KPMG analysis shows PLCs more prepared than private companies:

  • Analysis completed of Ireland’s top 50 companies – listed and non-listed
  • 40% of companies ‘yet to start’ reporting
  • More than half (54%) either did not publish any sustainability-related information within their annual report or reported this information in a separate sustainability report

KPMG has today issued findings from their research into the readiness of Ireland’s 50 leading listed and private companies for compliance with the EU’s proposed ESG reporting requirements included in its Corporate Sustainability Reporting Directive (CSRD).

The analysis, which assessed a range of criteria from publicly available information against a number of CSRD elements*, found that of the companies examined, none reported on all elements, with 40% of companies having not started reporting at all.

The new requirements

The CSRD will replace the EU’s existing Non-Financial Reporting Directive (NFRD) requirements, significantly expanding the scope of companies which must comply, and also setting out in far greater detail the nature and extent of non-financial information that entities will be required to report. The EU estimates that 49,000 companies across the EU will fall under the scope of the new Directive, compared to the 11,600 which have reporting obligations at present.  The new requirements will apply to Reporting for 2023. The additional level of information required under these and other new reporting standards will require a substantial amount of preparation in advance by Irish companies which fall in scope.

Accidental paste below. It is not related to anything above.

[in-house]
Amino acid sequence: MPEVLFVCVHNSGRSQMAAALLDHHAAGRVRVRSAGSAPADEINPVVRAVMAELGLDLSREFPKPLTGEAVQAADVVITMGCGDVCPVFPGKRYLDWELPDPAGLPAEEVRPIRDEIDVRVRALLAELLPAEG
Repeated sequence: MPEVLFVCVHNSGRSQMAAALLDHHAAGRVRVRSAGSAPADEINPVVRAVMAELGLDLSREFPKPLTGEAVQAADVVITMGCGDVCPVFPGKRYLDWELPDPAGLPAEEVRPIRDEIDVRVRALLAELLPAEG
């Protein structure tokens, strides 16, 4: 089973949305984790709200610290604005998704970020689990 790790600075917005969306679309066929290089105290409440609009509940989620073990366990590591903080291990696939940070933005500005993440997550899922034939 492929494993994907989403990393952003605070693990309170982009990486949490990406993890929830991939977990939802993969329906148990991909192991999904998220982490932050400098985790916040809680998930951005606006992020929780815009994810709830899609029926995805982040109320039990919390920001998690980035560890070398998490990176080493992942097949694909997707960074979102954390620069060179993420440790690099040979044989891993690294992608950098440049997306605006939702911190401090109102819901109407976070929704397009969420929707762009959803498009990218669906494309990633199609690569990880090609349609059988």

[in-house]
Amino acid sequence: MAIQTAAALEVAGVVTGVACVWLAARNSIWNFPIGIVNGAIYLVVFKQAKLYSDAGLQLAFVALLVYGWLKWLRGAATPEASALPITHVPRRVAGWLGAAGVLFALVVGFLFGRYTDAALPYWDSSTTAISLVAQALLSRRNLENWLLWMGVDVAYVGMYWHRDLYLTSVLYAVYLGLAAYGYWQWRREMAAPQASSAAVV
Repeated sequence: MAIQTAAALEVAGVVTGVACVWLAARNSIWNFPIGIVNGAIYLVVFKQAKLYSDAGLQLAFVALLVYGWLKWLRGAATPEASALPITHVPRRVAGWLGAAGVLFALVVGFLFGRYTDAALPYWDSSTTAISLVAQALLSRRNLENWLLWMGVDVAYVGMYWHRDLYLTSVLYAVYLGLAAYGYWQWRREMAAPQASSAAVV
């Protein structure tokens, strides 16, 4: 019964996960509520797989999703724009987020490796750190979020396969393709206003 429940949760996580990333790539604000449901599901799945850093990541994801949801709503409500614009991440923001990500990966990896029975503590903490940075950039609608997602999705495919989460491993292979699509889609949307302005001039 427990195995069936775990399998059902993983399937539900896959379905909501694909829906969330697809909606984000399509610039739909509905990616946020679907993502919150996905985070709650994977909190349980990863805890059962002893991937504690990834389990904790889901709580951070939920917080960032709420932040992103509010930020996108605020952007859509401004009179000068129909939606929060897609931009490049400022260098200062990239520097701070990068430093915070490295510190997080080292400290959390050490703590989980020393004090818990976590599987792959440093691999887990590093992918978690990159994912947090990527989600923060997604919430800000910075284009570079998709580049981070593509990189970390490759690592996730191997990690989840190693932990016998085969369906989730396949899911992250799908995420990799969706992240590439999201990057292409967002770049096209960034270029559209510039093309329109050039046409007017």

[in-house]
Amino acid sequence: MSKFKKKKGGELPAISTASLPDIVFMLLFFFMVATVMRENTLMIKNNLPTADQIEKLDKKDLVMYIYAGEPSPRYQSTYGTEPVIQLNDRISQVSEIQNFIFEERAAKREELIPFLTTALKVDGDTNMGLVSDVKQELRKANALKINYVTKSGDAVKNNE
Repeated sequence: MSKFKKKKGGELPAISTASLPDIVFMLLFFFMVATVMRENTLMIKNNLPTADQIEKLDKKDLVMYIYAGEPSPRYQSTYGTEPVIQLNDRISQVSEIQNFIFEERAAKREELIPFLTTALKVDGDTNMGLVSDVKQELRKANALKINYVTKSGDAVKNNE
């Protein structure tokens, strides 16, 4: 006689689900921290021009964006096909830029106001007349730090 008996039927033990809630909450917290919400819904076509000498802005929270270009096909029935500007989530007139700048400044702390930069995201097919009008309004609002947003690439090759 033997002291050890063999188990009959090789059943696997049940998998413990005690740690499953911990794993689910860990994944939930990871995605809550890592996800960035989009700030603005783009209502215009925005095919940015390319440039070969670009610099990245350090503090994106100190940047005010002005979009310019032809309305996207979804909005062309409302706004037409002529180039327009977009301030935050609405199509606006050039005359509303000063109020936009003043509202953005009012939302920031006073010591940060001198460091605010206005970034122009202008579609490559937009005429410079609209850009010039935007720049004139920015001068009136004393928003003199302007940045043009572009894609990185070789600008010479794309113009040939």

The analysis categorised the sustainability-related information reported by the entities into three levels: “far from ready”, “good basis for getting ready” and “close to ready”, with the results showing that a vast majority (72%) of the sample of 50 companies were deemed as “far from ready”, with 26% having a “good basis for getting ready” and only 2% being “close to ready”.

The report also highlighted a significant disparity between listed and non-listed companies. Of the listed companies reviewed, 60% disclosed that they had undertaken a materiality assessment, compared with just 8% of the non-listed companies reviewed. Similarly, the analysis found that 88% of listed companies disclose the role of the board with regard to sustainability matters, compared with just 12% of non-listed companies.

The KPMG analysis found that of the companies which have started reporting, just 4% obtain any external assurance over their sustainability-related indicators. The CSRD introduces a requirement for companies to obtain limited assurance over their sustainability-related information and will allow for a progressive approach to assurance moving from ‘limited’ to ‘reasonable’ assurance over time. 

Key findings

  • 40% of companies examined have yet to start reporting.
  • 54% either did not publish any sustainability-related information within the annual report or reported this information in a separate sustainability report.
  • 60% of companies have not disclosed their progress towards achieving targets.
  • 50% of companies do not clearly describe the role of the board and management in relation to sustainability.
  • Only 4% of companies obtain external assurance over their sustainability-related indicators.

Commenting on the findings, Colm O’Sé, Partner, ESG Assurance said: “It’s clear there is substantial work to be done by many Irish companies to prepare for CSRD and broader sustainability reporting related requirements, including the EU Taxonomy. Compliance will require a substantial change management exercise and our strong advice for businesses is to start preparing now. Initial steps businesses can take include defining their sustainability strategy and governance, setting up sustainability reporting systems, controls and processes, setting targets and KPIs and seeking external assurance. I would say it’s very much in a business’s interest to start embracing the new reality of reporting requirements that will be mandatory in the near future. Better reporting also makes good business sense and will support meeting the expectations of stakeholders regardless of whether an organisation is obligated to report or not.” 

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